It would be interesting to line up the results against metrics for difficulty in obtaining a teaching certificate (something like this, but quantifiable) and the vigor with which teacher performance is evaluated. John Stossel, in his special Stupid in America, for example, singled out New York City's school system (New York is near the bottom of the list) as being particularly absurd, refusing to fire even the most incompetent or disturbed educators (if memory serves, only two had been let go over the time period he looked at). Massachusetts, in contrast, has come under fire recently for its rigorous licensing requirements, for which over half of aspiring black and Hispanic teachers fail to make the grade.

Is there a known source for that kind of information? Do other quantifiable attributes that might relate to better educational methods come to mind?

Sunday, November 11, 2007

You don't have to change everything, just change something

I'm usually critical of public awareness campaigns and service announcements. DARE is one of the most oft-cited examples (in elementary school, I became aware of drugs I never knew existed, like Angel Dust and Ecstasy, from the program, and even recall a couple of kids wanting to realize those drugs' effects having just then heard about them). AIDS awareness initiatives serve to portray those who're HIV-positive as sympathetic victims of a malicious virus, like various strains of influenza, that must be cured through antivirals before it hops off of those infected and onto you, rather than as the result of irresponsible behavior that, if moderated, would sound the death knell of the virus.

Those are a couple that strike me as possibly being counterproductive, but the vast majority simply seem ineffectual. Often, they tend to approach the subject too methodically, as in "X number of drivers were killed on State's highways last year while driving under the influence. Don't become a statistic," says a no-nonsense Highway Patrolman with his arms crossed on his chest, instead of the brutal sounds and images of an alcohol-related crash and the desparate ululations of the victim's mother after the fact.

The people who are able to reason abstractly enough to sense just how many 'X' is, and the costs associated with that prodigious number, are not the ones who need an public service announcement to inform them that geting plastered and then cruising down the interstate is a bad idea.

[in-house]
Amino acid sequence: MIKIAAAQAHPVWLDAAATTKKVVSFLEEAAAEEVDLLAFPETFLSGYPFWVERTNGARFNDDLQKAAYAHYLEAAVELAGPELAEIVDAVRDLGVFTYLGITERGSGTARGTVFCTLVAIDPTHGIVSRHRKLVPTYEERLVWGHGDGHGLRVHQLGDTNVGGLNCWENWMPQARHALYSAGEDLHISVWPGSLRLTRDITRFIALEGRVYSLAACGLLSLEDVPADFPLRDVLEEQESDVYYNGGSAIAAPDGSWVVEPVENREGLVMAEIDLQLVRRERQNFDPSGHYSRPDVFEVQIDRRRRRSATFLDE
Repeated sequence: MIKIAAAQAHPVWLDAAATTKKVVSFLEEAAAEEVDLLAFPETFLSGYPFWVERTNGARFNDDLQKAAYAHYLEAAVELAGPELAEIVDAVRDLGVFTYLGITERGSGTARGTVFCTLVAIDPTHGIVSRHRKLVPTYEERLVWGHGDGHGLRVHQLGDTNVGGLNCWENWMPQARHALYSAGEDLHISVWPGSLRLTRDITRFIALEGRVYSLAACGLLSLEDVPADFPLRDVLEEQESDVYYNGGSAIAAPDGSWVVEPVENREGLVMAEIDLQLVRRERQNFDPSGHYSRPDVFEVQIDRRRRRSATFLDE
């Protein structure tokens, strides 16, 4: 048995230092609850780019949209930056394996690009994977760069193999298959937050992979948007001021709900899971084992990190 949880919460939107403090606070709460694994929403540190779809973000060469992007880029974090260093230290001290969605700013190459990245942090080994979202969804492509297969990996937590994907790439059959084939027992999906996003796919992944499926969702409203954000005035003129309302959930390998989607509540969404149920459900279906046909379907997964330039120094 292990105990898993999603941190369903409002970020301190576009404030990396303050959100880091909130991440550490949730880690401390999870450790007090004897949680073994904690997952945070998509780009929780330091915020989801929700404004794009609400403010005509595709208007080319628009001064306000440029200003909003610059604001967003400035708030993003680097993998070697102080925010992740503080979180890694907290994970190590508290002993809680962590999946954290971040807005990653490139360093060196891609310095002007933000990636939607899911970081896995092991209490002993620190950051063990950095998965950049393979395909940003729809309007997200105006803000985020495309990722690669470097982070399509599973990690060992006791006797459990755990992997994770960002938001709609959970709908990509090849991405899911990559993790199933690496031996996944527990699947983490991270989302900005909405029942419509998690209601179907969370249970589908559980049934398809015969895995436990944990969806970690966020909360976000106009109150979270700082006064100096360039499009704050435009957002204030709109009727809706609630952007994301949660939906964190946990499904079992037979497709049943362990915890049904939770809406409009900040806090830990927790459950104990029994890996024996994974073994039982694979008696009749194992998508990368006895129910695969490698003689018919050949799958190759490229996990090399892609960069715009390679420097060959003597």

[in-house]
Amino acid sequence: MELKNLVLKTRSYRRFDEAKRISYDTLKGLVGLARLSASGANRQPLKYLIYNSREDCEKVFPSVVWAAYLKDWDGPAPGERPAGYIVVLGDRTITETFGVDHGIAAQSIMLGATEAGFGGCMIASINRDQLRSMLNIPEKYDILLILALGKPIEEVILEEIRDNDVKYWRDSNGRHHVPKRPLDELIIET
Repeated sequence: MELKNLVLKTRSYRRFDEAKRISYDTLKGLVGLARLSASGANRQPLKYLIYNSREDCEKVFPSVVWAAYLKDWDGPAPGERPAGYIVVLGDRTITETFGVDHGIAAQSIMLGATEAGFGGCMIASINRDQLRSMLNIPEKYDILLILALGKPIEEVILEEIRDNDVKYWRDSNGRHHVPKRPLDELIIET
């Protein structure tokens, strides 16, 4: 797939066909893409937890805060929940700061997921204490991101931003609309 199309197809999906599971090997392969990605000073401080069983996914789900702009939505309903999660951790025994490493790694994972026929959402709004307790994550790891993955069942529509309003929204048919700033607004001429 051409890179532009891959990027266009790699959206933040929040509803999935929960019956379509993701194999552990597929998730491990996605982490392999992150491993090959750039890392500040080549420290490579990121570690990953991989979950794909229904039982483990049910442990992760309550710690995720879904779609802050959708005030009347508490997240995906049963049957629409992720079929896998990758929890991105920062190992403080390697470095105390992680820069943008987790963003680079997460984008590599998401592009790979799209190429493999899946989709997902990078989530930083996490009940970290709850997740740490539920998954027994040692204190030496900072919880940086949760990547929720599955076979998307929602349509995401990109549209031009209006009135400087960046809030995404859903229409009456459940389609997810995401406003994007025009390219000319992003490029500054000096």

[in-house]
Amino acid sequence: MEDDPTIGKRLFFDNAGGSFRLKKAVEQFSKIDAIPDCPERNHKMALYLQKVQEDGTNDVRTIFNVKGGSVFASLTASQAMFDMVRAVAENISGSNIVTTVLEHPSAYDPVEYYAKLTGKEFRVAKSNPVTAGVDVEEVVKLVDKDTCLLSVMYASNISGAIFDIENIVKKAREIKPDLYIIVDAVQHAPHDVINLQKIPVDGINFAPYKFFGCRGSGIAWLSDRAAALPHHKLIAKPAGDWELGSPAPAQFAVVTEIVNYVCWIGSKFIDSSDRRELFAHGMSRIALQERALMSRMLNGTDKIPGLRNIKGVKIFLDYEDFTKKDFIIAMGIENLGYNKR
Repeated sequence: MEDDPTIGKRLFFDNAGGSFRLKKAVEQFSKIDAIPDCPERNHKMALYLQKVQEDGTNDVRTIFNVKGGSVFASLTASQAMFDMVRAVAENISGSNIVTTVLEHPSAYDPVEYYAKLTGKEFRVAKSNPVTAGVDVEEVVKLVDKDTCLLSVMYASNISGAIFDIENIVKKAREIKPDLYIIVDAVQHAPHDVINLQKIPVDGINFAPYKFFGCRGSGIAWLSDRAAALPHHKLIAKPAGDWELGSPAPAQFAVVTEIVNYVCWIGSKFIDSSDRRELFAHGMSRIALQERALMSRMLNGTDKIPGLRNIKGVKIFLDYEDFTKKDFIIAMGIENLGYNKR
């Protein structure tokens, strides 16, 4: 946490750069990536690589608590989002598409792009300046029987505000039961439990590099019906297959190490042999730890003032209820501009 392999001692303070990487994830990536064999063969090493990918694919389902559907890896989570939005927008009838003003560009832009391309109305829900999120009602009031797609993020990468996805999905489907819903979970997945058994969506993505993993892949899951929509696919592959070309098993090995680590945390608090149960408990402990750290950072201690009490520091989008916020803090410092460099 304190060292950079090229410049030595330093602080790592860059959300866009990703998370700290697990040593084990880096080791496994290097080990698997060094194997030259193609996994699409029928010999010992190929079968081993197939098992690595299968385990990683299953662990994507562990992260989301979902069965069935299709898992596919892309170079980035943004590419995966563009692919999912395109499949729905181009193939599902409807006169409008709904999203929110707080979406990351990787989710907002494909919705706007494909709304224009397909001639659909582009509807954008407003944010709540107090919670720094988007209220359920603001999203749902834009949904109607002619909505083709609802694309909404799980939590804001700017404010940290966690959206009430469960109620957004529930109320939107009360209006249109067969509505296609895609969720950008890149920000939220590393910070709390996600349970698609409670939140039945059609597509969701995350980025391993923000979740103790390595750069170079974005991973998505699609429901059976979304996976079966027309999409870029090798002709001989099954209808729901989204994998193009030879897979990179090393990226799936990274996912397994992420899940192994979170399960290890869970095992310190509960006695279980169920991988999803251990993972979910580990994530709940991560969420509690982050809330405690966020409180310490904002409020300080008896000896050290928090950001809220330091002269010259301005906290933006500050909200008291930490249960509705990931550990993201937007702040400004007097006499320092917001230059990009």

That said, the current initiative being executed by the Kansas Health Foundation is one of the best I've heard. The radio ads feature run-of-the-mill conversations between people who nonchalantly decide to do things like go with mustard instead of mayonnaise, or zip up the stairs instead of waiting for the elevator, followed by a James Earl Jones clone saying, "You don't have to change everything. Just change something."

The conversations sound candid, the tone is not didactic, and the goal is not overly-ambitious. The suggestion to listeners to make a minor switch here and another there in the course of their daily routines is universally applicable, rather than only to a niche audience.

Another persistent criticism of these initiatives is that their effectiveness is difficult to measure, and I've nothing to answer that in this case. My relative approval (Generally, I'd rather state tax dollars not be spent--or collected in the first place--for this sort of thing) is based on the fact that it has induced me to make a few minor changes for the better.

After working out in the mornings, I usually slurp down three bowls of cereal. It used to be one bowl of Total and two bowls of some sugary kids stuff. Now, two bowls of Total and only one for splurging. It's become cocoa, water, and the microwave instead of chocolate on the weekends. And I've abandoned reservations about running up stairs two or three at a time and coming down them by grasping the handrails and propelling myself over as many at a time as is physically permittable. To avoid stuffing down more than I should, I've shuffled my recreational time around a little so that I engage in my favorite activity right after dinner. No, don't waste time preparing another sandwich, man, you're squandering precious playing time!

If living more healthily is something you've wanted to do but haven't acted upon the desire for whatever reason, this is an approach you might try.

Friday, November 09, 2007

Attempting to measure educational performance by looking at improvement over time

Steve Sailer suggested an interesting angle to take regarding gauging pedagogical performance by state: